Hundreds of Vermonters on Tuesday night debated proposed legislation that would expand background checks for gun buyers and impose other new firearms restrictions.
At a packed Statehouse, the Senate Judiciary and Health and Welfare Committee heard testimony from supporters and opponents of the legislation, though opponents in the hall and nearby rooms where video was piped in easily outnumbered supporters.
Several opponents pointed to Vermont's rank in FBI statistics as the safest state in the country. They argued that Senate Bill 31 isn't needed.
"If I'm being assaulted on a city street, I'd rather have a .38 on me than a copy of S. 31," said Erika Eldred.
Supporters of the legislation told emotional stories of themselves or family members being a victim of violence and argued that easy access to firearms was one cause.
"My mother, Helen Klassen, was murdered 46 years ago in Indiana in violence that involved a gun," said Bess Klassen-Landis of Windsor. No one was convicted, but the killer was believed to be a patient of Klassen-Landis' father, a psychiatrist, she said. "When my 11-year-old sister came home on the early bus that day, she found our mother naked, bruised, lying in a pool of blood. She had been shot four times."
Others spoke of the fear triggered in children in school drills meant to prepare for a mass shooting.
Bruce MacLean, a retired teacher at Oxbow Union High School in Bradford, told of living in fear that "one day, some distraught, anguished individual would get off Route 5, walk into that school and start blasting away."
One sign of the passionate support for gun rights stirs in Vermont, otherwise one of the most liberal states in the country: Tuesday's hearing included two unscheduled recesses after opponents of the legislation offered raucous applause against the instruction of Sen. Claire Ayer, D-Addison, who chaired the session.
Statehouse observers said it was the biggest crowd to descend on the Statehouse since 2000, when Vermont debated and ultimately passed a civil unions law, making the state to grant marriage-like rights and responsibilities to same-sex couples.
Opponents insisted the bill would put Vermont on a path to gun registration and possibly confiscation, either by the state or federal government.
"Mao, Hitler, Stalin and Castro all instituted gun confiscation before they killed their own people," said Bob Shea of Fairfax. "We are headed on a slippery slope toward confiscation."
Some lawmakers said the bill would face slim chances. Gov. Peter Shumlin, a Democrat and lifelong hunter, opposes it.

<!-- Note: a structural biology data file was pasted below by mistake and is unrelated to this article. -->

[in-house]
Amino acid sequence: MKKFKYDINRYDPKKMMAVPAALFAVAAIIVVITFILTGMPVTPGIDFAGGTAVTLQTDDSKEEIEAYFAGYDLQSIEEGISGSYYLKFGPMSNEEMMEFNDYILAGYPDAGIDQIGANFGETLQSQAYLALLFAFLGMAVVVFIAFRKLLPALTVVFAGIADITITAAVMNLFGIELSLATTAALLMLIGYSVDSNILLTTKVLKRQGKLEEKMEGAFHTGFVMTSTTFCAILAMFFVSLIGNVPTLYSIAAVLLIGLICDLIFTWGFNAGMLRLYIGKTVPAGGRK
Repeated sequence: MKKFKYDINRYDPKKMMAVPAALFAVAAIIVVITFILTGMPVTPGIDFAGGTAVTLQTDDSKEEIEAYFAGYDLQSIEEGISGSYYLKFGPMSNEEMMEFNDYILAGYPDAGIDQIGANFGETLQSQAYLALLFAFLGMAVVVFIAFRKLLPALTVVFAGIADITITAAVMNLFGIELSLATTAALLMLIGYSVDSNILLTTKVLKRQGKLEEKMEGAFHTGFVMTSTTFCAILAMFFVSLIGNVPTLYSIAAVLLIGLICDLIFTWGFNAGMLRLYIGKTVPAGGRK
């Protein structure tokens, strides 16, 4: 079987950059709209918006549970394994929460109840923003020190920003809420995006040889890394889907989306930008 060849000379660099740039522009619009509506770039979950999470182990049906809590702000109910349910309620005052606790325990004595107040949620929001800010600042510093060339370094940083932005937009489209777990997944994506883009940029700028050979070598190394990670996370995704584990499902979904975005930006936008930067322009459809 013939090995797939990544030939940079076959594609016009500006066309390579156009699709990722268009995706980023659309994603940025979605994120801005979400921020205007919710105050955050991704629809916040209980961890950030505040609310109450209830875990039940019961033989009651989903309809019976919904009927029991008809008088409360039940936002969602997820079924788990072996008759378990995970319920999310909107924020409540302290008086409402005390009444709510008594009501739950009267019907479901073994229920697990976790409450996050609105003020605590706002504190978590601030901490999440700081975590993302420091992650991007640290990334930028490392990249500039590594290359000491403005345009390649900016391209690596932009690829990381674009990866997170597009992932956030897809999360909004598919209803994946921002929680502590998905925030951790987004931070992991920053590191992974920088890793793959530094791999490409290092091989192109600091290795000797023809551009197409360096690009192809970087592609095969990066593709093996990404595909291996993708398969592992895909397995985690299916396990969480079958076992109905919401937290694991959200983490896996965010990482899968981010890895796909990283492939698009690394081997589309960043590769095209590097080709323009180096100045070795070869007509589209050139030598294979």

Why the Second Amendment fervor in a state that Election Day exit polls conducted for The Associated Press and other media have found to be among the most liberal?
"I think it's a result of years and years of Vermonters respecting guns as a tool to manage wildlife and to put food on the table," Shumlin said in an interview. "That's what motivates us to own a gun. It's not necessarily what motivates someone who lives in Manhattan to own a gun."
Whether people grew up in a hunting family as he did "really influences how you look at this," the governor added.
Hunters have nothing to worry about, said Ann Braden of Brattleboro, president of the group Gun Sense Vermont, which supports the measure.
"This legislation doesn't affect the Second Amendment rights of law-abiding citizens. It's focused exclusively on keeping guns out of the hands of convicted abusers, violent felons, and drug traffickers," she said.
FBI figures showed Vermont was the safest state in the country in 2013, with 115 violent crimes per 100,000 people. That was less than a third the national rate of 368 violent crimes per 100,000 people.
That's often attributed to having no big urban areas - the state's largest city is Burlington, population about 40,000. A sparser population and civic traditions like the New England town meeting also are sometimes cited. "I think there's a strong sense of community in Vermont," said Public Safety Commissioner Keith Flynn.
The bill, sponsored by the top three Democrats in the Vermont Senate, has three main components:
- It would expand background checks to private sales, with an exemption for sales between family members. If one neighbor wants to sell a gun to another, they must approach a federally-licensed firearms dealer, who would run an electronic background check through the National Instant Criminal Background Check System.
- It would make it a violation of state law as well as federal law for convicted felons to possess firearms. This would give state and local police new power to enforce the law.
- It would require that anyone found by a court to have a mental disorder making him or her a danger to self or others, or who had been found not guilty of a crime by reason of insanity, or who had been involuntarily committed to a psychiatric facility, to have that information forwarded to the federal background check database for exclusion from being allowed to buy a gun.